An expert DIY guide for replacing and repairing vinyl siding, with a walkthrough and a six-minute video that shows vinyl siding repairs in action.

Because vinyl siding is fairly thin, all it takes to crack or punch a hole in it is a rock thrown by a lawnmower or a hard-hit baseball.

Holes and cracks in vinyl siding can be more than an esthetic problem—they allow rain and weather to get in behind the siding, which can eventually compromise the wall.

So it’s important to fix broken siding.

There are two approaches to repairing vinyl siding. The right direction to take will depend upon the type and size of the damage. You can 1) cover the crack or hole with a vinyl patch (“vinyl siding repair kit”), or 2) replace a section of the damaged piece.

The easiest and fastest repair is to use a vinyl siding repair kit. Available online for about $50, one of these kits has a couple of durable adhesive-backed PVC patches.

To use it, you just clean the surface around the damaged area, stick-on the transparent patch, and, where necessary, touch up with matching paint.

The patch is strong but made from very thin PVC so that the siding’s grain will show through it, which helps it blend in with the existing siding.

The more thorough and permanent solution is to replace the damaged siding.

The trick when doing this is to find a replacement that will match your existing siding. If your existing siding has been on the house for a while or has received a lot of direct sun, it’s likely to be faded. When replacing it with a new piece, the replacement piece will be obvious. So your best bet is to take a piece of existing siding from a less visible place, such as the back of the house or the side of the garage.

Then you can replace that piece with new siding and nobody will ever know.

If a large area of your vinyl siding has been cracked or punctured, or if it has pulled away from the house, you will need to replace the entire damaged section.

If you feel the job is too much to handle, you can always get quotes from local siding contractors.

To do the job yourself you will need:

* A new section that matches the damaged section
* A special “zipper” or “zip tool” (siding removal tool) to separate the panels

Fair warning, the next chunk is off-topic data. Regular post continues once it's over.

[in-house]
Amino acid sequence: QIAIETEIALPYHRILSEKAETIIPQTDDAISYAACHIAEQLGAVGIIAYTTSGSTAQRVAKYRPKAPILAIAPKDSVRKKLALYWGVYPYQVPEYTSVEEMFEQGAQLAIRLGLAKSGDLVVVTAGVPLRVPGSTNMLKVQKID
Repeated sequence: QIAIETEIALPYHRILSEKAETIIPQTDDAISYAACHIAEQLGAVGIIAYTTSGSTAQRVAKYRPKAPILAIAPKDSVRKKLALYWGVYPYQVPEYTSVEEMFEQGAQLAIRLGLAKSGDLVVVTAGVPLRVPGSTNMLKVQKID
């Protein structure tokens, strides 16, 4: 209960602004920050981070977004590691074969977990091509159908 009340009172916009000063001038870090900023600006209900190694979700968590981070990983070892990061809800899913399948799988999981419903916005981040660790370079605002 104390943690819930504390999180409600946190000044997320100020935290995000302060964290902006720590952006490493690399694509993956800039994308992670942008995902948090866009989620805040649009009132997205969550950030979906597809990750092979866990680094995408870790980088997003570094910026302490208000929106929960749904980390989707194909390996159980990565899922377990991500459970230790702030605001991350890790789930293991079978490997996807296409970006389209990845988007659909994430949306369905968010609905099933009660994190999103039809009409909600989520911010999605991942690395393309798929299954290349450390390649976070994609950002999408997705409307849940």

* Polyurethane caulking
* A utility knife
* A carpenter’s square
* A pencil
* Tin snips or a backsaw

Your work will go more easily if you replace the vinyl when the weather is warm because vinyl is easier to manipulate when it is flexible.

A special tool, sometimes called a “zip tool,” is made for unhooking the locking channels of vinyl siding. You can buy one of these for under $10. If you’ll be removing very much siding, it will make the job a lot easier—but you can pry apart the locking channels by hand, as shown in this video:

Using the zipper, unlock the panel above the damaged one, pulling it down out of the interlocking flange. Once you get it started at one end, just work along the entire length to release the rest of the panel.

Then, using a pry bar or a hammer’s claw, pry out the nails that hold the damaged panel in place.

Pry the interlocking edge of the siding, using a “zipper” tool. © HomeTips

Mark cutting lines on each side of the damaged area using the carpenter’s square and pencil. Cut the panel along the lines with a sharp utility knife, tin snips, or a backsaw and remove the damaged section.

Then, cut a replacement piece, making it 2 inches longer than the section you just removed to allow for a 1-inch overlap at each end. (Cut the piece only 1 inch longer if the damaged section ends at a corner or joint.)

Cut two inches off of the nailing flange at each end so the replacement will sit flat. Then snap the bottom edge of the new section in place and nail the nailing strip with nails that penetrate 1 1/2 inches. Nail every 16 inches, centering the nails in the nailing slots. Don’t pound the nails down flat against the nailing strip—leave them slightly loose so the panels can expand and contract with changes in temperature.

Using the zipper, pull the upper panel back down into the channel of the replacement and snap it into place. Continue along the full length of the replacement.

Nail vinyl siding in the center of the slots along the top.
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About Don Vandervort
Don Vandervort has developed his expertise for more than 30 years as a remodeler and builder, Building Editor for Sunset Books, Senior Editor at Home Magazine, author of more than 30 home improvement books, and writer of countless magazine articles. He appeared for 3 seasons on HGTV’s “The Fix,” and served as MSN’s home expert for several years. Don founded HomeTips in 1996. Read more about Don Vandervort